After earlier victories by Steve Backley in the javelin and Jonathan Edwards in the triple jump, Britain finished top of the medals list, something they have only done once previously, at the 1950 Championships in Brussels. On that occasion, Britain won eight titles - here they won nine, equalling their record total in Split eight years ago.
There were unexpected rewards too last night for Mick Hill, who took silver behind his friend and training partner in the javelin, and for the women's 4x400m team, who took bronze behind Germany and Russia.
The scene in the stadium at 10 to eight local time said everything about the championships Britain has enjoyed. Backley and Hill were just disappearing into the television interviews after perhaps the most lumbering lap of honour ever witnessed.
And the 4x400m team, trailing Union Jacks, were still on their own celebratory tour when Edwards emerged on to the track with a double clenching of fists after seeing his last possible challenger fail to record a jump.
Once again, three British golds had arrived within the space of an hour. It was one of those nights. Just like Saturday night. Just like Friday night.
Edwards, a devout Christian, had assured his fellow worshippers at Holy Trinity Church in Jesmond that they would be able to get to the church on time for the evening service having had their worries about the result put at rest.
The vicar relayed a message from Edwards to the congregation at yesterday's morning service. "If you are worried about missing the triple jump," he told them, "I have it on good authority that Jonathan is going to jump a big one in round one."
Jonathan did so and with all the opposition beaten, put in a last jump of 17.99m that was just two centimetres short of his mark which leads this year's world rankings. "It's almost like a dream," Edwards said. "You would not have written a night like this. It has definitely put Britain on top of the pile in terms of sport in Great Britain."
Iwan Thomas, who leaves here with two golds after his individual 400m win on Friday night, was equally taken with the occasion. "Everywhere you looked in the stadium you saw a British flag," he said. "It's an experience I'll never forget." Thomas had warned that the relay could not be considered a foregone conclusion, even though it had been won with ease two months earlier when Britain's men retained the European Cup in St Petersburg.
Two things had altered in the meantime. Roger Black, team captain on that occasion, had retired, and was now watching from the BBC TV commentary box on the rim of the stand. And the Poles, who have had an impressive championships which left them in fourth place overall behind Britain, Germany and Russia, had produced an outstanding relay performance in the Goodwill Games behind the United States.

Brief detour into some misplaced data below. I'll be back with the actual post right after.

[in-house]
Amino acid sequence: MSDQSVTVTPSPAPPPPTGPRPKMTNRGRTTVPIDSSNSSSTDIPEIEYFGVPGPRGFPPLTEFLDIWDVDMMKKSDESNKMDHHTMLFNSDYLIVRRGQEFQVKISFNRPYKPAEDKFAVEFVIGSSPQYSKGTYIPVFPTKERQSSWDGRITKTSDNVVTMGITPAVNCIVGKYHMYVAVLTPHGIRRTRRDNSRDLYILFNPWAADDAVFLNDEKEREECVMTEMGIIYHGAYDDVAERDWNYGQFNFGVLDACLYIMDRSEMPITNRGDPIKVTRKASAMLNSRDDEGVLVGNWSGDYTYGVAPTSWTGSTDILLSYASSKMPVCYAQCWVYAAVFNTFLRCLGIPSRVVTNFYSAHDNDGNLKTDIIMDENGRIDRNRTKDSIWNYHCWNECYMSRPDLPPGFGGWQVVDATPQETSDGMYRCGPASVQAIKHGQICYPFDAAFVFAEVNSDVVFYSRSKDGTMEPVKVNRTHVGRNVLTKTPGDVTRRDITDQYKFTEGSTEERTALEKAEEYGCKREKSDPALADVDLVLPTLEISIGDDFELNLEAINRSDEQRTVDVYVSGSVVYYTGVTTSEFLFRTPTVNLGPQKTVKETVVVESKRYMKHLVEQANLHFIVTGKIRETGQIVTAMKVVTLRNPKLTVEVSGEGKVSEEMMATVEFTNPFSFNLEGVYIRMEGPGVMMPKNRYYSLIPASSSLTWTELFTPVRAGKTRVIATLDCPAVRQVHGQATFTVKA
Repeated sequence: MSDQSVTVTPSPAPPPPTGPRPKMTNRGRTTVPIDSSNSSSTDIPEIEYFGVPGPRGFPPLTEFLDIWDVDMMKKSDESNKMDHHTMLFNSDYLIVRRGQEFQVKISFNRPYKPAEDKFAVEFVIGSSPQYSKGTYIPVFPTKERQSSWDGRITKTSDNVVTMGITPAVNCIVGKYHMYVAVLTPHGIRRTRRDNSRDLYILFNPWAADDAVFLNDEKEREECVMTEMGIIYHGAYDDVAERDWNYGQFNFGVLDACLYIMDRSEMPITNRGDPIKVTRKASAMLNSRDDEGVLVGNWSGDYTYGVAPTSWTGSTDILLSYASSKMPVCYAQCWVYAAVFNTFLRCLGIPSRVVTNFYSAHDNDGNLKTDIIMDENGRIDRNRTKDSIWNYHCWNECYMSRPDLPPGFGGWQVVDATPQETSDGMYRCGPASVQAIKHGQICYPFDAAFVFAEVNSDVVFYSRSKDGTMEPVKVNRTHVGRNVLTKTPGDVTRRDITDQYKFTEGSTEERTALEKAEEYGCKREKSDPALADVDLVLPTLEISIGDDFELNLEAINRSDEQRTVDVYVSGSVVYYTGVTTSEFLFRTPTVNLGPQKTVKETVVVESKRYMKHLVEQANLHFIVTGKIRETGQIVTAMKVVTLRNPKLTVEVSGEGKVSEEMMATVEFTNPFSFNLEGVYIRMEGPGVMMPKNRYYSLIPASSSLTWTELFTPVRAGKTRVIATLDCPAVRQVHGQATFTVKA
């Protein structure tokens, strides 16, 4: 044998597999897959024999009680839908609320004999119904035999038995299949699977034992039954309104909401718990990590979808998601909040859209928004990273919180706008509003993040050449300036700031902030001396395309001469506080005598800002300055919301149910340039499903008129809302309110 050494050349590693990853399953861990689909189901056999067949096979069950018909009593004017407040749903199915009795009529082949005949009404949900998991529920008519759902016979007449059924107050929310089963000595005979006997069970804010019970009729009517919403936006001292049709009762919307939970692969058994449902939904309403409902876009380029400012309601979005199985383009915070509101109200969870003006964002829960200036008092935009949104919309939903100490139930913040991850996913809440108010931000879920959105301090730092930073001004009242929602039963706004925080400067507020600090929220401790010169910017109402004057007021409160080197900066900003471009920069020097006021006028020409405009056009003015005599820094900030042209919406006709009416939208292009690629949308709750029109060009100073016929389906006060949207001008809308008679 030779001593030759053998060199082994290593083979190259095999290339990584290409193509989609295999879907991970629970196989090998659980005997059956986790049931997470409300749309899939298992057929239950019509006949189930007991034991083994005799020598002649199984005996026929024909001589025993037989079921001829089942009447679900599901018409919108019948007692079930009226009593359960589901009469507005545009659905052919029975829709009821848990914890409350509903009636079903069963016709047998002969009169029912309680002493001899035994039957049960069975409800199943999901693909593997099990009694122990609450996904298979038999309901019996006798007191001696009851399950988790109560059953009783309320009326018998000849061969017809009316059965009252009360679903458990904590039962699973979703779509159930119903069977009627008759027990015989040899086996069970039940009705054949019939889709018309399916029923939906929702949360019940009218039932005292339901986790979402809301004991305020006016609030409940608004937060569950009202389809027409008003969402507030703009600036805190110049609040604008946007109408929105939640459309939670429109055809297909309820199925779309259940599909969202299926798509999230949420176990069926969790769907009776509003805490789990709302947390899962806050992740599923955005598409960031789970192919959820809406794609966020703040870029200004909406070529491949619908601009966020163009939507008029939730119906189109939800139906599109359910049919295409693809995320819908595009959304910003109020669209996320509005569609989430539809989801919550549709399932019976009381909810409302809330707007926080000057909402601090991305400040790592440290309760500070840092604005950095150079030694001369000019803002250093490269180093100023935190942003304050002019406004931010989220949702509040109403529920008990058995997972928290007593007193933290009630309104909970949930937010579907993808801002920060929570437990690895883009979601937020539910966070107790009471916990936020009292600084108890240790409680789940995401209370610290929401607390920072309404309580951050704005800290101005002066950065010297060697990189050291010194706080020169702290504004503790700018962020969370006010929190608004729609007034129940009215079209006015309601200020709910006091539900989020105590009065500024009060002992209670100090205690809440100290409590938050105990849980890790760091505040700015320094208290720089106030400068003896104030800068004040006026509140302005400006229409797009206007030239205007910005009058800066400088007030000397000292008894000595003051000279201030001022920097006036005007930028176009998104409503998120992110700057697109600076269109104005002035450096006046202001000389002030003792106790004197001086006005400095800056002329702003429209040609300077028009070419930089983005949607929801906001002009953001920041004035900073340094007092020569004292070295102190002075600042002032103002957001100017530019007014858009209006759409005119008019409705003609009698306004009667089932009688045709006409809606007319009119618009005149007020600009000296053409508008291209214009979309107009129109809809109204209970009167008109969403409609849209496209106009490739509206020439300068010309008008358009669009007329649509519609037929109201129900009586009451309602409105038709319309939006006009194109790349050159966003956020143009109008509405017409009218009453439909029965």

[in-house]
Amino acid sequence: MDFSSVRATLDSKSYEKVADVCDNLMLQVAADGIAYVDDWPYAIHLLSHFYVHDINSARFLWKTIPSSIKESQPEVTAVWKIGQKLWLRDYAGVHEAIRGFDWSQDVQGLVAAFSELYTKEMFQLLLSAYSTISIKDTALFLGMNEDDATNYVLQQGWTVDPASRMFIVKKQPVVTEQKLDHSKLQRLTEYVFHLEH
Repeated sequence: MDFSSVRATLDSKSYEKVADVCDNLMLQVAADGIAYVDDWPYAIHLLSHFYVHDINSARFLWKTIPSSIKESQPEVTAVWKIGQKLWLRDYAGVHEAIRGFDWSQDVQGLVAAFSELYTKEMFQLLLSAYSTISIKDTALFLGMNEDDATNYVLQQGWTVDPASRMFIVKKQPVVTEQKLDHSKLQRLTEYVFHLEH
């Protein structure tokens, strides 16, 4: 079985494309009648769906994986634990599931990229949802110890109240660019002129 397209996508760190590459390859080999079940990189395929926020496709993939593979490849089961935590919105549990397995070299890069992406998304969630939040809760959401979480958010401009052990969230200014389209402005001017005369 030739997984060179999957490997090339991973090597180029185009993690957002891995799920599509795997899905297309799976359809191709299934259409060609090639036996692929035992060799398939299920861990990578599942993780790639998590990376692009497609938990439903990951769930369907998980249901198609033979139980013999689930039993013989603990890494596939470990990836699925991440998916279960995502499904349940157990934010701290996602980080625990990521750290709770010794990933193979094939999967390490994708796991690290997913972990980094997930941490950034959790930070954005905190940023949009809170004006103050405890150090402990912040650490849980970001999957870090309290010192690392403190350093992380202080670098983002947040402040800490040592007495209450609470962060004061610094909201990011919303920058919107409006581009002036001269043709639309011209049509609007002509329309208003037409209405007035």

"They are determined little buggers," Thomas had said. "We can't take anything for granted."
He was proved right. After opening legs from Mark Hylton and Jamie Baulch had sent him off on the third leg neck and neck with his Polish opponent, Piotr Haczek, the powerful 24-year-old, who had schoolboy rugby union trials for England, needed to draw on all his strength to hand over a two- metres lead to Mark Richardson.
The Windsor athlete, who had been shattered by his failure to do better than bronze in the individual, was facing the man who beat him to silver, Robert Mackowiak, who shadowed him all the way. Richardson had to draw on all his reserves to hold the Pole off, crossing the line a metre clear in a time of 2min 58.68sec.
Britain's women earned their second medal of the championships with a bronze in the 4x400m relay after an inspired third leg of 50.4sec from Katharine Merry launched Allison Curbishley on to the final leg with a five-metre gap on the fourth-placed Romanian which she stretched to 10 metres as she finished in 3min 25.56sec behind Germany and Russia.
Earlier, Ireland's Sonia O'Sullivan, wearing a black ribbon to mark yesterday's memorial service for the Omagh bomb victims, completed the only individual double of the championships by adding the 5,000m title to the 10,000m gold she had won on Wednesday.
For O'Sullivan, winning one event at a championship no longer seems to be enough. Yesterday she pulverised a 5,000 metres field which included Romania's own feared kicker, Gabriela Czabo, by bursting into a leggy gallop around the final bend, just as she had on Wednesday. Result: two golds to match the pair she won at the World Cross-Country Championships in March.
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